New Linux Based OS Brings Internet of Things Closer to Reality
The "Internet of Things," or IoT, has the potential to change the way we interact with the devices and objects in our homes and lives.
The IoT is the idea that all of the devices and gadgets that you interact with could be connected to the internet.
To make this work, the "things" would need sensors, actuators and a way to connect to the Internet. And software to run them, of course.
Using sensors and actuators to automatically or remotely control devices is not a new idea. Neither is using a local network to connect the devices together and control them.
There are lots of examples of this type of idea in practical use. Even central heating is a type of "network" with sensors and actuators connected together.
Intruder alarms are a more sophisticated example, and modern monitored alarms already use embedded microcomputers to connect to the monitoring station.
But connecting the devices to the internet opens up a number of new possibilities.
Now anyone with the right permissions will be able to access the data. This way the information from multiple devices could be collated and analyzed.
Also, you would be able to control your devices remotely using an internet connection.
But where it starts to get really interesting is when you consider how the things could start talking to each other...
One example goes like this. You buy an airline ticket for a vacation and mark the date in your web calendar. But you forget to set your alarm clock before going to bed the night before the flight!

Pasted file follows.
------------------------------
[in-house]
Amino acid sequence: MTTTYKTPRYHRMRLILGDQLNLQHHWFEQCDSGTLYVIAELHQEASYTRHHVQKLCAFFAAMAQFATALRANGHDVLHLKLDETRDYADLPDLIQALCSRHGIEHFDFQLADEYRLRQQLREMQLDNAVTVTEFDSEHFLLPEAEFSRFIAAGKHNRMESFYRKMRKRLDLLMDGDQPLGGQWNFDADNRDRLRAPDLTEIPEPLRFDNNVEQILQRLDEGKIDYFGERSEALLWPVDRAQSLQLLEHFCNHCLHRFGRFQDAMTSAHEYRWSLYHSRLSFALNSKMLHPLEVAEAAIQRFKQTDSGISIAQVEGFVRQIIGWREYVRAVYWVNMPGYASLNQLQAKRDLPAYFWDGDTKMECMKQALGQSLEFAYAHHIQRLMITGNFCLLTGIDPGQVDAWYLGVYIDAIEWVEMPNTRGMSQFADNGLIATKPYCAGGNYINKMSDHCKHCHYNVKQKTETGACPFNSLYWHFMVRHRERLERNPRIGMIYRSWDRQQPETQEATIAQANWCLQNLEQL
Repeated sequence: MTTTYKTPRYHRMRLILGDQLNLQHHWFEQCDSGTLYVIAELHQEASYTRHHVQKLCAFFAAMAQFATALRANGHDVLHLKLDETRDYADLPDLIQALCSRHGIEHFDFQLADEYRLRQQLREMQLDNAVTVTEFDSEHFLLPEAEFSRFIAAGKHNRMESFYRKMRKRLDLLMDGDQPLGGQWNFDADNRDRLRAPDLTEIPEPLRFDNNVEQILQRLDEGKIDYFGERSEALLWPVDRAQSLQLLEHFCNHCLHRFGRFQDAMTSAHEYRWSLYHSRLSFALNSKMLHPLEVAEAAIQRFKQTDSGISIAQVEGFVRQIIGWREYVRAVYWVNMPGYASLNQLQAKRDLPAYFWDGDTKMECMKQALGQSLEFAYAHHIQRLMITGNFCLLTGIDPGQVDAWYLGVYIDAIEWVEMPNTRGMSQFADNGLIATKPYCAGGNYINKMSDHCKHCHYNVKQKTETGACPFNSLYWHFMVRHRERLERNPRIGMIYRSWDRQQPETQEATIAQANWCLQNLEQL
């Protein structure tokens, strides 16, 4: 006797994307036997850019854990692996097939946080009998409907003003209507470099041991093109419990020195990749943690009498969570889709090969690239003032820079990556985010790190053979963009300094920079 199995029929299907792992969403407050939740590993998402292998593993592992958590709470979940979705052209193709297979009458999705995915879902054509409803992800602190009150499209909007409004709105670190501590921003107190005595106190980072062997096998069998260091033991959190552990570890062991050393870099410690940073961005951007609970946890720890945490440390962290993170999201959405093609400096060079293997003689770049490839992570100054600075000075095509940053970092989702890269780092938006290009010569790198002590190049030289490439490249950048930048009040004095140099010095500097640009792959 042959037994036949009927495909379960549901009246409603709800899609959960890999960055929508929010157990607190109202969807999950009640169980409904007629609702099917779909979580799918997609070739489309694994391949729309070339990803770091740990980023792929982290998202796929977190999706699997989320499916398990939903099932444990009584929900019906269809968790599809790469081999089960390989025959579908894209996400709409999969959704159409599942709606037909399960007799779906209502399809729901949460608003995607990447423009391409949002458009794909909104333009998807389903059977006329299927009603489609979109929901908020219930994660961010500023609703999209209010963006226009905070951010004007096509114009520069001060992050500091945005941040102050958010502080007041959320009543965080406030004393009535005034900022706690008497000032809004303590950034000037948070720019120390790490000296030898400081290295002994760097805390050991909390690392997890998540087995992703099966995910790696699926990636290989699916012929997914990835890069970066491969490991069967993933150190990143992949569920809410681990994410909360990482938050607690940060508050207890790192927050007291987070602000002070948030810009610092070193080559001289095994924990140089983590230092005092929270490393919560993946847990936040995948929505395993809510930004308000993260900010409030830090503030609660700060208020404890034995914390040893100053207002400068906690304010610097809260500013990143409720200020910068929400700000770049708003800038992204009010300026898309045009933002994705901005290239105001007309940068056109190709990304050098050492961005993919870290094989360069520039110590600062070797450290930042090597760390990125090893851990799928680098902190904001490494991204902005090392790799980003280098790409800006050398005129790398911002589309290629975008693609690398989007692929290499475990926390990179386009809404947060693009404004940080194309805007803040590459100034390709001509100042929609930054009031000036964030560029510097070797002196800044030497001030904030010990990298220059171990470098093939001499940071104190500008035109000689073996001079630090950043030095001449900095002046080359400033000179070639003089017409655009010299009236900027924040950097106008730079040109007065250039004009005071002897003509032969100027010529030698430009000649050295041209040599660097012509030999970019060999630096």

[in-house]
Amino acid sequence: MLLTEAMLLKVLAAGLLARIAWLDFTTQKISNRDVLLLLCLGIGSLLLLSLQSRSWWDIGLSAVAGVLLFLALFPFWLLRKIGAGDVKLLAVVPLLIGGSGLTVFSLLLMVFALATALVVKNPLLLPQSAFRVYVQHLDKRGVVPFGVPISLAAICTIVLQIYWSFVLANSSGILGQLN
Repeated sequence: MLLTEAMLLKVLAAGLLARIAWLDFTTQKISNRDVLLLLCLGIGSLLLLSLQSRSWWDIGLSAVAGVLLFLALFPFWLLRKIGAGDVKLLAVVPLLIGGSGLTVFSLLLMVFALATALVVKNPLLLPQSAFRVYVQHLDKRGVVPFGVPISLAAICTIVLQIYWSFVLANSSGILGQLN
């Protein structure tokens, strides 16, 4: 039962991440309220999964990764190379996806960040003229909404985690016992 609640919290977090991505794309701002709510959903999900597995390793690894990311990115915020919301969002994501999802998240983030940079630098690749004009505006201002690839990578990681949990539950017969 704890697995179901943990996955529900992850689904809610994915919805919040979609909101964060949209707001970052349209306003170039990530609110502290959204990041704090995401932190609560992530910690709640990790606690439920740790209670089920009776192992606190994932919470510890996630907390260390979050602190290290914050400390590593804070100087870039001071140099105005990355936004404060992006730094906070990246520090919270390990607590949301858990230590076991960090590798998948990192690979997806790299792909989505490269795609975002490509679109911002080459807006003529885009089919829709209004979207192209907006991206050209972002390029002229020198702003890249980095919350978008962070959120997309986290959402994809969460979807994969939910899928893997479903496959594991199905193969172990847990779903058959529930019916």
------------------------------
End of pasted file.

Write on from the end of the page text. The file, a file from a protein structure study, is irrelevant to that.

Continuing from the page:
Don't worry, the alarm clock has already checked your calendar and automatically set the alarm. In the morning, it checks traffic reports between your home and the airport and adjusts the alarm time slightly because of expected delays.
Before you wake up, the central heating switches itself on so you will be warm and comfortable. Your coffee maker switches itself on as you are about to wake.
When you get into your car, the GPS already has the route loaded.
While you are on vacation, your central heating knows that the apartment is empty, so it switches itself off to save energy.
It sounds like a utopia for forgetful people!
But there are some more compelling reasons to look forward to the IoT. For instance, patients with heart conditions could have their hearts monitored by their doctors wherever they are.
By using the internet to communicate data from a cardio-sensor, the patient and the doctor could be in any location with an Internet connection.
Lots of people have been focusing on these possibilities and hypothesizing how the IOT will change the world.
But if we're going to make the IOT a reality, we need simple tools which manufacturers can use to built these devices.
A simple, customizable open source operating system designed for these types of embedded systems would make it easier for a lot of manufacturers to bring viable products to the market. Just as Android made it easier for new manufacturers to enter the smartphone market.
To be suitable for this purpose, an operating system would need to be:
- Small, because these are mostly simple devices without much in the way of resources.
- Open source, so manufacturers can tinker with it to get it to work with their equipment.
- Capable of detecting and working with a wide variety of different sensors and actuators.
- TCP/IP ready.
They claim that the OS will be the lightest to target the IoT space, weighing in at only 10KB.
If true, they will have a considerable advantage over Google's "Brillo", which is another new OS to target IoT devices. Brillo requires 32MB - still small by today's standards, but more than 3,000 times larger than LiteOS.
Of course, the size of the executable is not the only thing to consider - we will need to see how they measure up in terms of features, too.
It's still early days, but the release of these two operating systems brings the IoT one step closer to reality.